Istanbul is the largest city in Turkey and the country’s economic, cultural and historic center. The city straddles the Bosphorus strait, and lies in both Europe and Asia, with a population of over 15 million residents, comprising 19% of the population of Turkey.Istanbul is the most populous city in Europe,and the world’s fifteenth-largest city.Founded as Byzantion by Megarian colonists in 657 BCE,and renamed by Constantine the Great first as New Rome (Nova Roma) during the official dedication of the city as the new Roman capital in 330 CE,which he soon afterwards changed as Constantinople (Constantinopolis),the city grew in size and influence, becoming a beacon of the Silk Road and one of the most important cities in history. It served as an imperial capital for almost sixteen centuries, during the Roman/Byzantine (330–1204), Latin (1204–1261), Byzantine (1261–1453), and Ottoman (1453–1922) empires.It was instrumental in the advancement of Christianity during Roman and Byzantine times, before its transformation to an Islamic stronghold following the Fall of Constantinople in 1453 CE.In 1923, after the Turkish War of Independence, Ankara replaced the city as the capital of the newly formed Republic of Turkey. In 1930 the city’s name was officially changed to Istanbul, an appellation Greek speakers used since the eleventh century to colloquially refer to the city.
The first known name of the city is Byzantium (Greek: Βυζάντιον, Byzántion), the name given to it at its foundation by Megarian colonists around 657 BCE.Megaran colonists claimed a direct line back to the founders of the city, Byzas, the son of the god Poseidon and the nymph Ceroëssa.Modern excavations has raised the possibility that the name Byzantium might reflect the sites of native Thracian settlements that preceded the fully fledged town.Constantinople comes from the Latin name Constantinus, after Constantine the Great, the Roman emperor who refounded the city in 324 CE.Constantinople remained the most common name for the city in the West until the 1930s, when Turkish authorities began to press for the use of “Istanbul” in foreign languages. Kostantiniyye, Be Makam-e Qonstantiniyyah al-Mahmiyyah (meaning “the Protected Location of Constantinople”) and İstanbul were the names used alternatively by the Ottomans during their rule.The name İstanbul is commonly held to derive from the Medieval Greek phrase “εἰς τὴν Πόλιν” (pronounced [is tim ˈbolin]), which means “to the city” and is how Constantinople was referred to by the local Greeks. This reflected its status as the only major city in the vicinity. The importance of Constantinople in the Ottoman world was also reflected by its Ottoman nickname Der Saadet meaning the “Gate to Prosperity” in Ottoman Turkish.An alternative view is that the name evolved directly from the name Constantinople, with the first and third syllables dropped.Some Ottoman sources of the 17th century, such as Evliya Çelebi, describe it as the common Turkish name of the time; between the late 17th and late 18th centuries, it was also in official use. The first use of the word Islambol on coinage was in 1730 during the reign of Sultan Mahmud I.In modern Turkish, the name is written as İstanbul, with a dotted İ, as the Turkish alphabet distinguishes between a dotted and dotless I. In English the stress is on the first or last syllable, but in Turkish it is on the second syllable (tan).A person from the city is an İstanbullu (plural: İstanbullular); Istanbulite is used in English.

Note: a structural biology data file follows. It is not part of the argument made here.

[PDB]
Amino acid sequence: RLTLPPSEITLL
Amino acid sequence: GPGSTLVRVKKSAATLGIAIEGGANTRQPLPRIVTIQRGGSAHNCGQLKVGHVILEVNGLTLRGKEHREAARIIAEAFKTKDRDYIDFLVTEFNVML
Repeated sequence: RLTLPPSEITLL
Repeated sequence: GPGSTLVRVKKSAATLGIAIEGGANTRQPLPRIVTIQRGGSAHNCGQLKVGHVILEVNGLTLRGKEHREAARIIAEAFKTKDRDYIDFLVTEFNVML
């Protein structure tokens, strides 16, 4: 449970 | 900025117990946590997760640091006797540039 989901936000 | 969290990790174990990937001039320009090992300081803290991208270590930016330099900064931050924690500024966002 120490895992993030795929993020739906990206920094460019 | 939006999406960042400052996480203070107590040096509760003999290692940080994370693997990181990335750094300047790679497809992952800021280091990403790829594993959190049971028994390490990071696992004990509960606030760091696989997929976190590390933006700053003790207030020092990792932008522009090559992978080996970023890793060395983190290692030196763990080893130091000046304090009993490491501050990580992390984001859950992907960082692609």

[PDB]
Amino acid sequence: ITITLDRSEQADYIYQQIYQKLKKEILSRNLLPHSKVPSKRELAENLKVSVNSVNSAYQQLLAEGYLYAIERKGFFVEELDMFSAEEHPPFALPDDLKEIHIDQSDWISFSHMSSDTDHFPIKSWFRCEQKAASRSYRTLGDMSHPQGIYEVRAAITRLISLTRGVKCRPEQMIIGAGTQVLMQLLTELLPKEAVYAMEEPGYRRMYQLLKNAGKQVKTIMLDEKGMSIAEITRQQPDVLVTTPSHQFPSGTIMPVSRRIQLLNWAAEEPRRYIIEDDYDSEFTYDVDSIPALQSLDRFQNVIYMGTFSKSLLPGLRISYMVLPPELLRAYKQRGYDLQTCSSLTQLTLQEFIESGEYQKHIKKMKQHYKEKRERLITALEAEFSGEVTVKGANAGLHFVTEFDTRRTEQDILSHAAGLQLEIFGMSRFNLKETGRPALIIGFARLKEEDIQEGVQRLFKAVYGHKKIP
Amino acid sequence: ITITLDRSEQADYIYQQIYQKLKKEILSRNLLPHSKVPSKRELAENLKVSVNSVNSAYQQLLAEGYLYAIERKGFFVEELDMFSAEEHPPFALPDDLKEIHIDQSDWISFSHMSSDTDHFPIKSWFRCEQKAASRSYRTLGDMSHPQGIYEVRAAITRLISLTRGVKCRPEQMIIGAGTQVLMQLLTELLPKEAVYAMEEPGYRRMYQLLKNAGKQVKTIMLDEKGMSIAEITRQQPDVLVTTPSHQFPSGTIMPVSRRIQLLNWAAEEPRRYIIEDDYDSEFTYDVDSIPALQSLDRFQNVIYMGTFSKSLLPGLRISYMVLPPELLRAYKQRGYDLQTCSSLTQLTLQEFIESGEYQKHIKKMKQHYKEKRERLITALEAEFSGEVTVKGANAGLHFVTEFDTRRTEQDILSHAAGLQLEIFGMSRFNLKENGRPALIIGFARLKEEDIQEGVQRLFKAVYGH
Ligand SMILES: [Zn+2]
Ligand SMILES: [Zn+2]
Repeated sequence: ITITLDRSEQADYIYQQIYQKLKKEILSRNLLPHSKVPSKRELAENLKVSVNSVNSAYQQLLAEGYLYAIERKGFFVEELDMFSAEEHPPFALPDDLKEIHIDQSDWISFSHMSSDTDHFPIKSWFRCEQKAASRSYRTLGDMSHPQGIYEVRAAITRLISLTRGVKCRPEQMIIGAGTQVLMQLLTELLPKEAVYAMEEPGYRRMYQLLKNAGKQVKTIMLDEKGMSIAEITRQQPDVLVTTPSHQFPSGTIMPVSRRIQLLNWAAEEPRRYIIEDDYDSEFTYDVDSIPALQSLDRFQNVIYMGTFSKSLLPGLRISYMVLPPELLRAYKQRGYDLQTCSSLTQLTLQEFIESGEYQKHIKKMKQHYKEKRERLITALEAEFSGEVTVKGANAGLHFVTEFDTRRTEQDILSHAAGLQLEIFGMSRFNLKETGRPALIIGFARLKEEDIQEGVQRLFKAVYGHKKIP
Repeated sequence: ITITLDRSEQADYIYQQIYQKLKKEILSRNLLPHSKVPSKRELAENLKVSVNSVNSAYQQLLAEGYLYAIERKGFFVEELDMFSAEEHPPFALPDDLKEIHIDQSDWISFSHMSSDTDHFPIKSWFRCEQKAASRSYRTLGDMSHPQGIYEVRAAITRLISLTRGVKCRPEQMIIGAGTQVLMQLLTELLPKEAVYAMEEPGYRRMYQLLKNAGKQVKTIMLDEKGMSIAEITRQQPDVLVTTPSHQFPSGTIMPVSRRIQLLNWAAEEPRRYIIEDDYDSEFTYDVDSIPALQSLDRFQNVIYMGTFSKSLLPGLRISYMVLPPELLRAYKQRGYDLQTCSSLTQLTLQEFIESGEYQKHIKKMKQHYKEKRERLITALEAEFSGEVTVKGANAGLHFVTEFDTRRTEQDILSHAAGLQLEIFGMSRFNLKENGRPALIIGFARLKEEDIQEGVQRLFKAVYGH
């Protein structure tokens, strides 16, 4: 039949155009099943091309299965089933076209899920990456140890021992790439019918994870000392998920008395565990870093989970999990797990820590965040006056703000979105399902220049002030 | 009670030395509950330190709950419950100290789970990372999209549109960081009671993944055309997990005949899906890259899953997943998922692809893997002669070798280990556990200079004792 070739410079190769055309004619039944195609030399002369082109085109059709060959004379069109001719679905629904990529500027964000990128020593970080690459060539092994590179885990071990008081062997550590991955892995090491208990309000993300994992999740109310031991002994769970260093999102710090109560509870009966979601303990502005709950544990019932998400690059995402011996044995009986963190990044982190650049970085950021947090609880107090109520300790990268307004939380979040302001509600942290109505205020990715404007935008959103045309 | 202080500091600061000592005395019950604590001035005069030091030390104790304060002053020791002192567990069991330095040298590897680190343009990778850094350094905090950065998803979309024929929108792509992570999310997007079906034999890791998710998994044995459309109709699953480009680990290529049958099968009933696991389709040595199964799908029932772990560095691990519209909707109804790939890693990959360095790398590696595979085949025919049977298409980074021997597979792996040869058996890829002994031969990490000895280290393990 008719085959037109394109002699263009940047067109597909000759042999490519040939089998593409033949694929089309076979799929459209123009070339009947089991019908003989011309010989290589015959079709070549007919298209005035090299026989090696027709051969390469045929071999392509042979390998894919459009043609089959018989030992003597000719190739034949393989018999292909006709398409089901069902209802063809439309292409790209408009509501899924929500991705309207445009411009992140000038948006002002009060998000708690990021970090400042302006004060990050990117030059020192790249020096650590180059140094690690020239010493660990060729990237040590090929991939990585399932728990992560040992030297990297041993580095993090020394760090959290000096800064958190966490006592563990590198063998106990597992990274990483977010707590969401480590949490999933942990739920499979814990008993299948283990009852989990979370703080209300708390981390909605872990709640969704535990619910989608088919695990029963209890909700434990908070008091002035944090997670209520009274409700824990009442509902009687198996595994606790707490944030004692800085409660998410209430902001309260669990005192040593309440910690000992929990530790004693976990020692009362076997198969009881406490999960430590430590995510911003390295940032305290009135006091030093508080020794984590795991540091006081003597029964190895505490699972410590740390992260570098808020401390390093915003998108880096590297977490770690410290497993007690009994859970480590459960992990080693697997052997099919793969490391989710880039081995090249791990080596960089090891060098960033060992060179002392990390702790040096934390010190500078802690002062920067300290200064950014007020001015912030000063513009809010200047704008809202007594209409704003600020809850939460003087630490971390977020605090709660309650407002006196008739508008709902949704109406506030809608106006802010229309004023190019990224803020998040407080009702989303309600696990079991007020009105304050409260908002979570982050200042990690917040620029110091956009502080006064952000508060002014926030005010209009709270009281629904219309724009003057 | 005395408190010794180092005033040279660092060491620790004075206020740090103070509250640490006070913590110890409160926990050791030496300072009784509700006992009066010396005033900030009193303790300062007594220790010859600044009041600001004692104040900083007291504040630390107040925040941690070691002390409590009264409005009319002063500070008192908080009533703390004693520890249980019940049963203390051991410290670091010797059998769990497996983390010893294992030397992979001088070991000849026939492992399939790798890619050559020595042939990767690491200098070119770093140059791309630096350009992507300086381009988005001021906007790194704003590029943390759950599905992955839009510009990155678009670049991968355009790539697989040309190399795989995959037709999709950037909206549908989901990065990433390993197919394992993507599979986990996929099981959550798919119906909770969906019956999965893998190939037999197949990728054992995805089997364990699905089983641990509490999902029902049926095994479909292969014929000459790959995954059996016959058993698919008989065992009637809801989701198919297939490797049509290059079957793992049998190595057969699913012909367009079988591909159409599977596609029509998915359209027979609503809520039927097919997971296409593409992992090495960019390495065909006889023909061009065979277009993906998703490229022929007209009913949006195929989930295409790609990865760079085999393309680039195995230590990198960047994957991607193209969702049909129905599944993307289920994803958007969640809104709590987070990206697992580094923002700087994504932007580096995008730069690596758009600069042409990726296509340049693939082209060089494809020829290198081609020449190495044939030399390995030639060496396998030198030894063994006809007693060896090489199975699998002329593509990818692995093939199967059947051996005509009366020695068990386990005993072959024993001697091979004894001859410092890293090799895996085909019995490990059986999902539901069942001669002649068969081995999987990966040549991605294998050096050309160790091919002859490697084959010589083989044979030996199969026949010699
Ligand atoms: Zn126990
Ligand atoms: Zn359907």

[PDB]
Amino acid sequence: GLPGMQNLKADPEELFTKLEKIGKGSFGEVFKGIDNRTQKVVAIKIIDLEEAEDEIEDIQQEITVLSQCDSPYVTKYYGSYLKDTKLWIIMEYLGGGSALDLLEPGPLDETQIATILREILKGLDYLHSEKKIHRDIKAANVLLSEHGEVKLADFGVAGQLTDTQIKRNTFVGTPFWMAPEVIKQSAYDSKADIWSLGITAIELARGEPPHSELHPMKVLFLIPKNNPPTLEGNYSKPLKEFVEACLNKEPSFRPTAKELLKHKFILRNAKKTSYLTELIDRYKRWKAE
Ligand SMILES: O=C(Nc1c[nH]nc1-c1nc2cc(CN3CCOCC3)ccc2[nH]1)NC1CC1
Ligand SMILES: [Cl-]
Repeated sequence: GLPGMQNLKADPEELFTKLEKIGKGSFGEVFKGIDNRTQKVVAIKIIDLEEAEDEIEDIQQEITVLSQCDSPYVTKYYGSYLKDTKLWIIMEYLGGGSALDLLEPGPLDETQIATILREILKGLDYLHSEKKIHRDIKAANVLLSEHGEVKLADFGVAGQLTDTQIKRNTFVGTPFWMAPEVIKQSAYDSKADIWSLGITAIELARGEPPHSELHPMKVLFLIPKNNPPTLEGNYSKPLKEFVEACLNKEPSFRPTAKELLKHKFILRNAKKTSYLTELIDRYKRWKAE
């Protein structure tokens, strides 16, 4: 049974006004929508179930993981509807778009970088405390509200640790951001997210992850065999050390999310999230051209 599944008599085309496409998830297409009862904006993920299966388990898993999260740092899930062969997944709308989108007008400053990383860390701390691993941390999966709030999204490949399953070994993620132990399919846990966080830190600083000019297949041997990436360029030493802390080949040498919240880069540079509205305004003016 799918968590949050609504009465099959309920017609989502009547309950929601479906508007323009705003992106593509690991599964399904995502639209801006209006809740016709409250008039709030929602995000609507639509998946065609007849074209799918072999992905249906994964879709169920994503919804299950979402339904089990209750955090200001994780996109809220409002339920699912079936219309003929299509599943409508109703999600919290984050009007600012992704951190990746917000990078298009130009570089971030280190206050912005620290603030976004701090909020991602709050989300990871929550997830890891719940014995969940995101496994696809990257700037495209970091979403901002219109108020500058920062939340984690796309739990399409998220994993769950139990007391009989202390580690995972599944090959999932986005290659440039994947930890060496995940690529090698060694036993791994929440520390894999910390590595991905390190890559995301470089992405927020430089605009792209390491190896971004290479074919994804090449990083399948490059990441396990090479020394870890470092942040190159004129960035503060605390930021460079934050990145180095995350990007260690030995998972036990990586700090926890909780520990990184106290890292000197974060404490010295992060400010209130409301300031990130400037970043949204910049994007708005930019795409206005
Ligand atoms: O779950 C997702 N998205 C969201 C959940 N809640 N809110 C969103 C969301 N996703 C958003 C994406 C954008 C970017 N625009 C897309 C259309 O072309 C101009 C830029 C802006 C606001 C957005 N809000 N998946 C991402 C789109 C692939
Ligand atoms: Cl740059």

Neolithic artifacts, uncovered by archeologists at the beginning of the 21st century, indicate that Istanbul’s historic peninsula was settled as far back as the 6th millennium BCE.That early settlement, important in the spread of the Neolithic Revolution from the Near East to Europe, lasted for almost a millennium before being inundated by rising water levels.The first human settlement on the Asian side, the Fikirtepe mound, is from the Copper Age period, with artifacts dating from 5500 to 3500 BCE, On the European side, near the point of the peninsula (Sarayburnu), there was a Thracian settlement during the early 1st millennium BCE. Modern authors have linked it to the Thracian toponym Lygos,mentioned by Pliny the Elder as an earlier name for the site of Byzantium.The history of the city proper begins around 660 BCE,when Greek settlers from Megara established Byzantium on the European side of the Bosphorus. The settlers built an acropolis adjacent to the Golden Horn on the site of the early Thracian settlements, fueling the nascent city’s economy.The city experienced a brief period of Persian rule at the turn of the 5th century BCE, but the Greeks recaptured it during the Greco-Persian Wars.Byzantium then continued as part of the Athenian League and its successor, the Second Athenian League, before gaining independence in 355 BCE.Long allied with the Romans, Byzantium officially became a part of the Roman Empire in 73 CE.Byzantium’s decision to side with the Roman usurper Pescennius Niger against Emperor Septimius Severus cost it dearly; by the time it surrendered at the end of 195 CE, two years of siege had left the city devastated.Five years later, Severus began to rebuild Byzantium, and the city regained—and, by some accounts, surpassed—its previous prosperity.